a Stranger" at the Theater Na Perovskoi. This black comedy of lowlifes
encountering the supernatural eventually wears thin, although I found the
first act to be an accomplishment. 
Mamleyev's play, bringing together drunks and weirdos to celebrate a
wedding in the woods, is filled with jokes about cancer, drownings and
suicide. It could be off-putting were it not for Panchenko's light touch. As
it is, the funniest punchlines come at the grimmest moments. A stand-out is
the granite-jawed Yury Sherstnyov as Nelepov, a morose man with a sullen
sense of humor. 
The second act, in which the groom's death does not interfere with the
drunken party, tries too hard to match Mamleyev's definition of the play as
a metaphysical tragifarce. The stranger of the title is real in the play,
but Panchenko makes him a disembodied voice. This dampens the humor of the
early scenes, and, as the dialogue becomes increasingly abstract, the cast
is reduced to playing horrors that don't frighten and are seldom funny. 
-Nikolai Kolyada's "We Are Starting a New Life, or the Oginski Polonaise"
received its third Moscow production in four years at the Stanislavsky
Theater. This play about a Russian-born woman who returns to Moscow from the
United States to tie up loose ends in her life has always seemed to me a
topical trifle. The characters - poor Russians and the wealthy American girl
with a transvestite friend - are cliched through and through. Under the
enervated direction of Leonid Heifetz and in the drab set by Yury Galperin,
this show is flatter than it is slow. 
-At the Mayakovsky Theater, Tatyana Akhramkova's production of Grigory
Gorin's comedy "A Plague o' Both Your Houses" is a professional take on a
slick comic sequel to Shakespeare's "Romeo and Juliet." The Prince of Verona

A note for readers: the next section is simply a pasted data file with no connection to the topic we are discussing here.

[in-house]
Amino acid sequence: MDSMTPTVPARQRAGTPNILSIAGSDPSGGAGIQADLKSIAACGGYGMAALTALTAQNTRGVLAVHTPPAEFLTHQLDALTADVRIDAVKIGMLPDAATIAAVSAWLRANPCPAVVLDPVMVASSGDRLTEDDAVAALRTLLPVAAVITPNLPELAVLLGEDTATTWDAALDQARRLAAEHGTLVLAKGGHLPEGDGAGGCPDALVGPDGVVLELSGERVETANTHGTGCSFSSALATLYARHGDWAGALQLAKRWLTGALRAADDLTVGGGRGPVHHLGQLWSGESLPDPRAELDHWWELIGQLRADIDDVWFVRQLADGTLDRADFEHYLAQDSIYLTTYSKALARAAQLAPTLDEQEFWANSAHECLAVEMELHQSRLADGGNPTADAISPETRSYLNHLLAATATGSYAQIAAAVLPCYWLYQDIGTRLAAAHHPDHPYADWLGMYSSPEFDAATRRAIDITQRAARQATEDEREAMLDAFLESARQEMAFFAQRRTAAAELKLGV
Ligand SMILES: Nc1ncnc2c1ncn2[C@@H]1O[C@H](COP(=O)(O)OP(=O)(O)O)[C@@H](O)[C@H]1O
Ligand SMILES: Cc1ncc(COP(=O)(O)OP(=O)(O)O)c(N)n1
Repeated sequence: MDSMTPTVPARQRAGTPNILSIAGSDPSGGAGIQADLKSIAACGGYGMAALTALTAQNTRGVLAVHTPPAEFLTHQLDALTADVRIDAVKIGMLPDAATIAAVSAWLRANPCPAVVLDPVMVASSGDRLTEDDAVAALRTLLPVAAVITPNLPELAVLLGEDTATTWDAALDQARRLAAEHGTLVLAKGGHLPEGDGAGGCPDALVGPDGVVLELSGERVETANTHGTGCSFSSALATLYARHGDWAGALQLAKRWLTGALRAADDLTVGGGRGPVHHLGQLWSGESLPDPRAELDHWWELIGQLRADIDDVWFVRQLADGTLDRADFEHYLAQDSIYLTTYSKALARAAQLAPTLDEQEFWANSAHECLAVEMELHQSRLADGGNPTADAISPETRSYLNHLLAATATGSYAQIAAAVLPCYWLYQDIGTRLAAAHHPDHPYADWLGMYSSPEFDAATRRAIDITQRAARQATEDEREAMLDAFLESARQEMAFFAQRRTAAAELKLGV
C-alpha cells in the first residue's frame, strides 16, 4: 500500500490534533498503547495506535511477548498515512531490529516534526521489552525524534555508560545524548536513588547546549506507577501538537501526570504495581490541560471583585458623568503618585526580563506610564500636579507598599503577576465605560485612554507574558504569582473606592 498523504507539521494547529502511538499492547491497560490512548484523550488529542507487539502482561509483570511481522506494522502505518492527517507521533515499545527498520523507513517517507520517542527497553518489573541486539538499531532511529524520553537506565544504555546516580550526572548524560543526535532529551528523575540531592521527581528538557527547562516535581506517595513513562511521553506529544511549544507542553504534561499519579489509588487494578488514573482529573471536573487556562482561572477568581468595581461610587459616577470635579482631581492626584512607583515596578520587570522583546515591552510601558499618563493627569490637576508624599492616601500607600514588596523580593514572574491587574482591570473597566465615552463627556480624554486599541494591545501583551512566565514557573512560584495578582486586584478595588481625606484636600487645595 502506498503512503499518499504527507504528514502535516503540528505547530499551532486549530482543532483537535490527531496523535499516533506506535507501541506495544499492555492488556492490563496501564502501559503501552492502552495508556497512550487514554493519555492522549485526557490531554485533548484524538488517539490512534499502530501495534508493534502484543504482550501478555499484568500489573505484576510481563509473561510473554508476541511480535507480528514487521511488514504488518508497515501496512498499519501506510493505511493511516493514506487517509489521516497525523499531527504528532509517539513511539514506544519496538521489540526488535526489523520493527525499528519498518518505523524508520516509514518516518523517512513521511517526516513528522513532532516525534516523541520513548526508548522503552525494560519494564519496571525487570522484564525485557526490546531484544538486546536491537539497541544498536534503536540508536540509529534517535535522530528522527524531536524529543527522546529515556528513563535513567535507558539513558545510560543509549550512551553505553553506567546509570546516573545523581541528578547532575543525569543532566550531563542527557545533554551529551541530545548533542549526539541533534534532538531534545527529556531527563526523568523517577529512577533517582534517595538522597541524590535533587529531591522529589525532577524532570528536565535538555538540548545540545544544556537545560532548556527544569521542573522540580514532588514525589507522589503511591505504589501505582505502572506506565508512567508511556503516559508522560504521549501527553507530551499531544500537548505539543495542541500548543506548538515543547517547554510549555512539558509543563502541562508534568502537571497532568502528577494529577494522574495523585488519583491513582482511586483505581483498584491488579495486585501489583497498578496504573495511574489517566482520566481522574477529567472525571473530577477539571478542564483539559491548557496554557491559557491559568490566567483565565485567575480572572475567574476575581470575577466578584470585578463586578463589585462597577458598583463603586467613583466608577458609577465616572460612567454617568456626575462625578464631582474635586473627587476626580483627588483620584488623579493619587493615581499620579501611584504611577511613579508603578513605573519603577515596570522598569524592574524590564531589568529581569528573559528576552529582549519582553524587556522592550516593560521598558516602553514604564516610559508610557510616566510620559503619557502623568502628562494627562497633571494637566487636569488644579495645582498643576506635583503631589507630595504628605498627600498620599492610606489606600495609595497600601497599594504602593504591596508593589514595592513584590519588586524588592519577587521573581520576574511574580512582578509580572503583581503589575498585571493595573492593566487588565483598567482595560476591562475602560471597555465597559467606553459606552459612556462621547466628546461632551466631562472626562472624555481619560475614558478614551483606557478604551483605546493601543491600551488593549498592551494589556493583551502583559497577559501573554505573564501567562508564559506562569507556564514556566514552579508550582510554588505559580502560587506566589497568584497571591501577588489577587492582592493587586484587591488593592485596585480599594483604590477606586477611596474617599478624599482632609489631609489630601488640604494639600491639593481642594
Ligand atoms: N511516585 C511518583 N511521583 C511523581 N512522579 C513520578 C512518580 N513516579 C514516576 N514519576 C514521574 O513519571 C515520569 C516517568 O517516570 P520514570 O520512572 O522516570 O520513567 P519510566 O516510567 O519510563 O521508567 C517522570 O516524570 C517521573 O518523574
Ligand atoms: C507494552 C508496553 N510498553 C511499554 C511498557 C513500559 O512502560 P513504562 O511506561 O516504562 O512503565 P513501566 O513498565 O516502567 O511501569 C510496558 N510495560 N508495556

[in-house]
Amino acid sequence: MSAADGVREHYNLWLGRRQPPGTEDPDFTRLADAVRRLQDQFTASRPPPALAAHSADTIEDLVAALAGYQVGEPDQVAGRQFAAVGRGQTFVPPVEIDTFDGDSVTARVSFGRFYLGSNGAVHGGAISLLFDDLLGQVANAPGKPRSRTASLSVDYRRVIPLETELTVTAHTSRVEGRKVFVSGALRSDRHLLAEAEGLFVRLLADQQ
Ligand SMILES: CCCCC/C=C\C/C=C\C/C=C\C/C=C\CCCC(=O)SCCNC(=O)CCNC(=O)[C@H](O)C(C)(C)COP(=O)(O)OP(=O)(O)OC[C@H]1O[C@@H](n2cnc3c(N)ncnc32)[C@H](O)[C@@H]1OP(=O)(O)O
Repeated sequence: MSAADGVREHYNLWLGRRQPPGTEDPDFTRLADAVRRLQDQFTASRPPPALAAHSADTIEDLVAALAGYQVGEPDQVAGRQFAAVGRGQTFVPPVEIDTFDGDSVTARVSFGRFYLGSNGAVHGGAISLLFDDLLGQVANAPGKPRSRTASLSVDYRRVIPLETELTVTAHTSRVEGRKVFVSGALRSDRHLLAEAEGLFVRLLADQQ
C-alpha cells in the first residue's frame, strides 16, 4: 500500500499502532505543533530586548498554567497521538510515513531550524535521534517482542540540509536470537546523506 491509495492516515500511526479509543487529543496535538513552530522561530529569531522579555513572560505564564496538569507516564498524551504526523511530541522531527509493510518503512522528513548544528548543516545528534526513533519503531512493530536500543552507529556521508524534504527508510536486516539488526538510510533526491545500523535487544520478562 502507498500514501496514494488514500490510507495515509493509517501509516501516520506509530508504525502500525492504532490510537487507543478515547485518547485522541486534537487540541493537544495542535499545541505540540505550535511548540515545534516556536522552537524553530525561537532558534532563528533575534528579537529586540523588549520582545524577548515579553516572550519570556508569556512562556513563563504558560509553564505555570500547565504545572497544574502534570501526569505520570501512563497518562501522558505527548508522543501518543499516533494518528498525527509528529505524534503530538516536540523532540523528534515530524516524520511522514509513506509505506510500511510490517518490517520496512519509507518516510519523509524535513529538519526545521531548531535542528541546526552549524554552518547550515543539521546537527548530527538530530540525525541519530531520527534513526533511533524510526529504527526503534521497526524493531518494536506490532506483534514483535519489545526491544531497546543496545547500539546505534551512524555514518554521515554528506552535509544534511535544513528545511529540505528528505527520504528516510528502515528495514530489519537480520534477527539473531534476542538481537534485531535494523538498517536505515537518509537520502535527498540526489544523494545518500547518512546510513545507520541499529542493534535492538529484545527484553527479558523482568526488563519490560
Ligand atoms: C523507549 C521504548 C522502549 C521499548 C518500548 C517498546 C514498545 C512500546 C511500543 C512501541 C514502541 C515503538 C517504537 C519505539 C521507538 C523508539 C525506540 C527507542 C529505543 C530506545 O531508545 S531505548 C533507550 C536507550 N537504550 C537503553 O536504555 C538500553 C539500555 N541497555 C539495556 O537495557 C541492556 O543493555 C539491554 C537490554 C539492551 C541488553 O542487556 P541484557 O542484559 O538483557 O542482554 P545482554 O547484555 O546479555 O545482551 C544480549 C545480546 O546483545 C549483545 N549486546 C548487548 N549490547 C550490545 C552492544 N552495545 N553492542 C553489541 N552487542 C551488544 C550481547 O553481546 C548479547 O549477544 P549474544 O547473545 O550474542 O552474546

seeks to stop the feud between the Montagues and the Capulets by forcing
them to become relatives by marriage. Gorin writes well-crafted plays of
little substance, and "Plague" is no different. 
-Alexander Volodin, most famous for his play and film script "Five
Evenings," wrote "Somewhere Retribution Has Accrued" nearly 30 years ago,
but it was updated at the Chekhov Art Theater by director Igor Vlasov to
correspond roughly to our era. Originally titled "Petruchio," this strange,
episodic piece weaves the story of a runaway duke with those of dump
dwellers, performers and war refugees. The more the duke tries to escape his
own unhappiness, the more he becomes entangled in others' sorrows. 
Vlasov's direction clarifies little in the rambling, piecemeal story,
although nice performances from Diana Korzun as the duke's faithful servant
and Alexander Semchev as a shrewd entertainer provide occasional focus. Word
is, this show has been taken back to the drawing board and probably will not
reopen until January. 
-Anatoly Sergeyev's "The Costume Girl" ostensibly reveals the
behind-the-scenes talent required to support a talentless pop star. But in
the show that Natella Britayeva directed at the Yermolova Theater Center, I